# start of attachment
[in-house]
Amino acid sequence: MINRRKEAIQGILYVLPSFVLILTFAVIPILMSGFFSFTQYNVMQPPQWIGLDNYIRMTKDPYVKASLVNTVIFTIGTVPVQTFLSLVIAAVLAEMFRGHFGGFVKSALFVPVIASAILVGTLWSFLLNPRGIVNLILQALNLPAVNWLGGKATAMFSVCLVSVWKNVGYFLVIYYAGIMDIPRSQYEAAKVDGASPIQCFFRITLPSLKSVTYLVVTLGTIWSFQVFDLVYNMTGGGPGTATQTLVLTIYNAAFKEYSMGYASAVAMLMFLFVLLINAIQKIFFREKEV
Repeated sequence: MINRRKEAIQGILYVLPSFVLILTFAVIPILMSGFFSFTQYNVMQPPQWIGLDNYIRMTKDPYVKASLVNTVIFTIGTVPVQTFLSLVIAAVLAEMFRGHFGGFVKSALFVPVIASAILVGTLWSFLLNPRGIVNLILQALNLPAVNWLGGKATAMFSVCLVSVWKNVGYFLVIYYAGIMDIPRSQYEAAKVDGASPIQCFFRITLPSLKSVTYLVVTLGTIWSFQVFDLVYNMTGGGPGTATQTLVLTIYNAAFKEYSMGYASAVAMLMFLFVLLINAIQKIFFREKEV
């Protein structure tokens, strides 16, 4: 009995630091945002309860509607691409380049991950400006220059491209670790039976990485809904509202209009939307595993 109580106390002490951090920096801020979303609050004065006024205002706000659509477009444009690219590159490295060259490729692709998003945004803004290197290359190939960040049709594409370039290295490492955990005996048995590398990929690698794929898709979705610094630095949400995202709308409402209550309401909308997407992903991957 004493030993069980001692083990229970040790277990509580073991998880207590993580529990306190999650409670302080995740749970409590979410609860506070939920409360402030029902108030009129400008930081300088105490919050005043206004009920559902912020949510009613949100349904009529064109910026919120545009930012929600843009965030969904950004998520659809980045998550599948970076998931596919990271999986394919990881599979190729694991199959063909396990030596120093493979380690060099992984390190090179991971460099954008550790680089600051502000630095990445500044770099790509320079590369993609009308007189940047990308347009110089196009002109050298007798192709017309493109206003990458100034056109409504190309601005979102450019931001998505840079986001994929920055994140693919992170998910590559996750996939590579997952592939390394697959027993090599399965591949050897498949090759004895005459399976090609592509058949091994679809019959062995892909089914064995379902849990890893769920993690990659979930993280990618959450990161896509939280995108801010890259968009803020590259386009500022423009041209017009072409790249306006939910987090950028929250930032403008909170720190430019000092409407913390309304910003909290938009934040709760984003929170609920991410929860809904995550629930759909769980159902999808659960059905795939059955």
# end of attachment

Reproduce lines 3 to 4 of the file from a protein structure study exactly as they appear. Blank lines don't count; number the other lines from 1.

Repeated sequence: MINRRKEAIQGILYVLPSFVLILTFAVIPILMSGFFSFTQYNVMQPPQWIGLDNYIRMTKDPYVKASLVNTVIFTIGTVPVQTFLSLVIAAVLAEMFRGHFGGFVKSALFVPVIASAILVGTLWSFLLNPRGIVNLILQALNLPAVNWLGGKATAMFSVCLVSVWKNVGYFLVIYYAGIMDIPRSQYEAAKVDGASPIQCFFRITLPSLKSVTYLVVTLGTIWSFQVFDLVYNMTGGGPGTATQTLVLTIYNAAFKEYSMGYASAVAMLMFLFVLLINAIQKIFFREKEV
């Protein structure tokens, strides 16, 4: 009995630091945002309860509607691409380049991950400006220059491209670790039976990485809904509202209009939307595993 109580106390002490951090920096801020979303609050004065006024205002706000659509477009444009690219590159490295060259490729692709998003945004803004290197290359190939960040049709594409370039290295490492955990005996048995590398990929690698794929898709979705610094630095949400995202709308409402209550309401909308997407992903991957 004493030993069980001692083990229970040790277990509580073991998880207590993580529990306190999650409670302080995740749970409590979410609860506070939920409360402030029902108030009129400008930081300088105490919050005043206004009920559902912020949510009613949100349904009529064109910026919120545009930012929600843009965030969904950004998520659809980045998550599948970076998931596919990271999986394919990881599979190729694991199959063909396990030596120093493979380690060099992984390190090179991971460099954008550790680089600051502000630095990445500044770099790509320079590369993609009308007189940047990308347009110089196009002109050298007798192709017309493109206003990458100034056109409504190309601005979102450019931001998505840079986001994929920055994140693919992170998910590559996750996939590579997952592939390394697959027993090599399965591949050897498949090759004895005459399976090609592509058949091994679809019959062995892909089914064995379902849990890893769920993690990659979930993280990618959450990161896509939280995108801010890259968009803020590259386009500022423009041209017009072409790249306006939910987090950028929250930032403008909170720190430019000092409407913390309304910003909290938009934040709760984003929170609920991410929860809904995550629930759909769980159902999808659960059905795939059955």